WORKS IN & FOR PROGRESS
DOCUMENTING BLACK HAWAIʻI
The goals of this project are to write people of African descent back into the history of Hawaiʻi and to engage local communities from the African diaspora in the preservation and telling of their own stories. The forthcoming Black Hawaiʻi Digital Archive is one of Documenting Black Hawaiʻi's current research initiatives.
This research is aimed at rethinking archival description and working toward developing radical redescription practices that speak to a growing urgency in the archives profession to grapple with existing harmful and violent description and to remediate the harm caused by past descriptive practices.
Learn more about our research.
We are proud to showcase the results of research undertaken by members of our interdisciplinary Research and Community Engagement Lab. Our work and findings have been published in a number of prestigious publications in our field.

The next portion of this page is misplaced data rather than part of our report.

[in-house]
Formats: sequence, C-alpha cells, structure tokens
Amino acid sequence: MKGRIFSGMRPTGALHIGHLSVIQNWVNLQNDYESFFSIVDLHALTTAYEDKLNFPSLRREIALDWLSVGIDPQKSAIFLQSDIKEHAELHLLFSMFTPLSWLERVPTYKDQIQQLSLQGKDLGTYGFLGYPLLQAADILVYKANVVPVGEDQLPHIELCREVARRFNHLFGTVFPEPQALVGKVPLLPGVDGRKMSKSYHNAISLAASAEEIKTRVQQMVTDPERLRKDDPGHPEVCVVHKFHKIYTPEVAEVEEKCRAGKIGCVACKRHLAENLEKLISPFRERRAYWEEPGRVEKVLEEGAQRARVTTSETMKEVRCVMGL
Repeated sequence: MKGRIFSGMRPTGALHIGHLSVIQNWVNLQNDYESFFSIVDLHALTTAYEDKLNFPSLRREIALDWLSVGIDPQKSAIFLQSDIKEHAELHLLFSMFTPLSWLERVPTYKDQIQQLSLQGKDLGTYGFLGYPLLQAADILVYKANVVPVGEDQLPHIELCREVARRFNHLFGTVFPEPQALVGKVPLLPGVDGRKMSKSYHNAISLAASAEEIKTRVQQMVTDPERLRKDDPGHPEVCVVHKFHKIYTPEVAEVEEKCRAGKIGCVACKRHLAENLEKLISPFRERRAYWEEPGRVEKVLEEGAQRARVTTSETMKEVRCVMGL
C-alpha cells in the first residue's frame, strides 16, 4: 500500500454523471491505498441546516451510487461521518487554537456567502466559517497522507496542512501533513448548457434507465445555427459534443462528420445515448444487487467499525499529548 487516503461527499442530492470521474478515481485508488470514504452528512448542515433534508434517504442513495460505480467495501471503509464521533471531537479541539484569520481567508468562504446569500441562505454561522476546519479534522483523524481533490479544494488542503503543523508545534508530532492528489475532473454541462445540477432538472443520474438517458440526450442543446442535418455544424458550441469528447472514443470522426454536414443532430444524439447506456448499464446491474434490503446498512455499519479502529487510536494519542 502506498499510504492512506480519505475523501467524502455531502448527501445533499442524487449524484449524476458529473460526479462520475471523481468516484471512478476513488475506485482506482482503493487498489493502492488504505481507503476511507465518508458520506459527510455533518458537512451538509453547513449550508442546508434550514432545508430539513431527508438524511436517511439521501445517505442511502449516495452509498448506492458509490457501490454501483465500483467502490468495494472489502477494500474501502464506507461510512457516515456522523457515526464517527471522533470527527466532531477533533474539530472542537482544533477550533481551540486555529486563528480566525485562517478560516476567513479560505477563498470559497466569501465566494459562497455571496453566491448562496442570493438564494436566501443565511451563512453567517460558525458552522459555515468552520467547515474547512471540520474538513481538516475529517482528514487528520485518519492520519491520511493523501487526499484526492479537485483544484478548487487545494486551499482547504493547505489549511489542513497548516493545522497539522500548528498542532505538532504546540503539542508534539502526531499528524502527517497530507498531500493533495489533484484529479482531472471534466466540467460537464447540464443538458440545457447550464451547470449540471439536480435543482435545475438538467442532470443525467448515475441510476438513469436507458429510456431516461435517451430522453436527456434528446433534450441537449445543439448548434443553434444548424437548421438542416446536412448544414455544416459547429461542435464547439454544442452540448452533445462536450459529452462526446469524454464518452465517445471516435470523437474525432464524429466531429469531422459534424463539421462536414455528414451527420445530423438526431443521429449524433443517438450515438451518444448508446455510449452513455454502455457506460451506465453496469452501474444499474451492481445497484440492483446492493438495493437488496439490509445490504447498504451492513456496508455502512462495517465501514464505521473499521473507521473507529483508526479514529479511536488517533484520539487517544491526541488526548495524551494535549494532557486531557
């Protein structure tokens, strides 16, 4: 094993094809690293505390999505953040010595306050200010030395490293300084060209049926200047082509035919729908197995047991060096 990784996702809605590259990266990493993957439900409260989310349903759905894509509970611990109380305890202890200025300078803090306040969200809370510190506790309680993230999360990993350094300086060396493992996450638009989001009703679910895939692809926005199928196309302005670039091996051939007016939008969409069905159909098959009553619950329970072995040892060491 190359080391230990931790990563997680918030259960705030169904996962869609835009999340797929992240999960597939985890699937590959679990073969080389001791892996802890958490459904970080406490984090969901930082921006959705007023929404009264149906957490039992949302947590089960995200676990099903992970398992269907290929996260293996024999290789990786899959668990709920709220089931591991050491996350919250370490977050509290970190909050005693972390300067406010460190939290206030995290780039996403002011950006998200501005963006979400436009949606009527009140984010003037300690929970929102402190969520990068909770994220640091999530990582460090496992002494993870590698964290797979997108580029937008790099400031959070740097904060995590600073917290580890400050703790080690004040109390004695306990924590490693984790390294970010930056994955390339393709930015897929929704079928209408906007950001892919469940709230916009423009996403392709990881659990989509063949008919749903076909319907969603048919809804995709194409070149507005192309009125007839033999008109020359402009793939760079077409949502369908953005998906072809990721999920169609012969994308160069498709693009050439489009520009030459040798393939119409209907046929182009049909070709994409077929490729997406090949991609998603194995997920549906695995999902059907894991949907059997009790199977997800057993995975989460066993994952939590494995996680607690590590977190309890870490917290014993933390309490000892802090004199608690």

A WEAPON AND A TOOL:
DECOLONIZING DESCRIPTION AND EMBRACING REDESCRIPTION AS LIBERATORY ARCHIVAL PRAXIS
This article uses Indigenous decolonizing methodologies and Critical Race Theory (CRT) as methodological and theoretical frameworks to address colonial and racialized concerns about archival description; to argue against notions of diversity and inclusion in archival descriptive practices; and to make recommendations for decolonizing description and embracing redescription as liberatory archival praxis.